So here’s the plan: We wait until al-Qaida’s top sinister operatives order some evil thing on Amazon, then when the delivery drone shows up, it blasts them.
Call it life finally imitating a Bugs Bunny cartoon, or at the very least a future that finally resembles the one George Jetson implanted in the brains of virtually every American my age.
With a twist, that is. Ol’ George never had to worry about keeping his anti-virus software up to date lest Rosie, the robot housekeeper, would start stealing him blind.
When Jeff Bezos told "60 Minutes" last week that Amazon is planning to use unmanned flying robots to make home deliveries, it gave us all a sneak peek into the next phase of the wonderful world of the future.
It should have given us all a little more than a twinge of angst, as well.
Teenagers might not be able to imagine it, but you don’t have to be much older than 30 to recall a time when it was impossible to reach into your pocket and instantly know the latest news, see an exact block-by-block picture of real-time weather in your area, watch TV or listen to radio from any station on planet Earth or carry on a video phone call.
Of course, those were the days when a virus meant only that you needed bed rest, not that your bank accounts, photos, letters and your very identity were about to be stolen and sold to some stranger who could be anywhere on Earth.
Most of us have silently agreed to put up with these tradeoffs as we purchase our smart devices. But it’s getting harder and harder to keep up with all the tradeoffs, not to mention the many ways people out there are scheming to turn technology against us.
Bezos had no sooner ended his television interview Sunday when the Russian news channel RT came out with a report on a U.S. mastermind who has developed a low-cost drone that can intercept other drones by Wi-Fi and hijack their controllers. With an evil cackle, your neighbor could grab all your orders, then send the delivery drones innocently back to Amazon with no memory of what happened.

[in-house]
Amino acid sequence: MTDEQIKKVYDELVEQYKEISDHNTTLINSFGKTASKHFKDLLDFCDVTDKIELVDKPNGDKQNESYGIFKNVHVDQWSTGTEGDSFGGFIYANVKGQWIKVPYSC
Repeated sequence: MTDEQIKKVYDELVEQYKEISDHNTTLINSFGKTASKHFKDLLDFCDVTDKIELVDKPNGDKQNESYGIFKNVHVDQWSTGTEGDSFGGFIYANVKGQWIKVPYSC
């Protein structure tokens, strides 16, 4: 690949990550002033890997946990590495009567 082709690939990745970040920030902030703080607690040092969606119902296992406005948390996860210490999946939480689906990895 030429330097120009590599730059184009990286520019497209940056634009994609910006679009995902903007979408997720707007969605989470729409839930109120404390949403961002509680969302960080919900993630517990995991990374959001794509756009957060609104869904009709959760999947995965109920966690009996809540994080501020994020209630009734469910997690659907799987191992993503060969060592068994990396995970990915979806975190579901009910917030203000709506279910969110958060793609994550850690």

If the economy is to be revived, it may just be by all the jobs that will be needed to keep drones, driverless cars and other robots from succumbing to viruses that will make us long for the days of bed rest in front of daytime television reruns — played on analog televisions that were impervious to hackers.
"Star Trek" taught us that resistance is futile. Science fiction may not have coined a truer phrase.
The folks of Deer Trail, Colo., will vote next month on a plan to issue hunting permits allowing townsfolk to shoot drones on site. That’s a quaint notion, but there may not be enough bullets in the world.
If there is one thing we have come to understand in a rapidly changing computer and Internet age, it is that technology will find a way to wash over traditional life, regardless of whatever people or regulations try to stand in the way. The FAA has until 2015 to write new rules for robots in the sky, but by then it may be hard to rein in all those critters. The best we can do is to figure out ways to adapt and adopt, while we add more ways in which we need to keep our guard up.
True, a delivery drone on the doorstep may require an extra dose of antacid simply because President Obama is simultaneously sending similar devices to the doors of the nation’s enemies, with intent to kill. But some of our most useful technologies started out as military inventions. And your delivery may be protected by police drones, which already hover over parts of the nation.
In the dizzying world of technological advances, people of my generation can marvel that drones, smart cars and private spacecraft finally may push transportation into the type of future we once envisioned.
We can only hope they won’t deliver, fly and drive us crazy.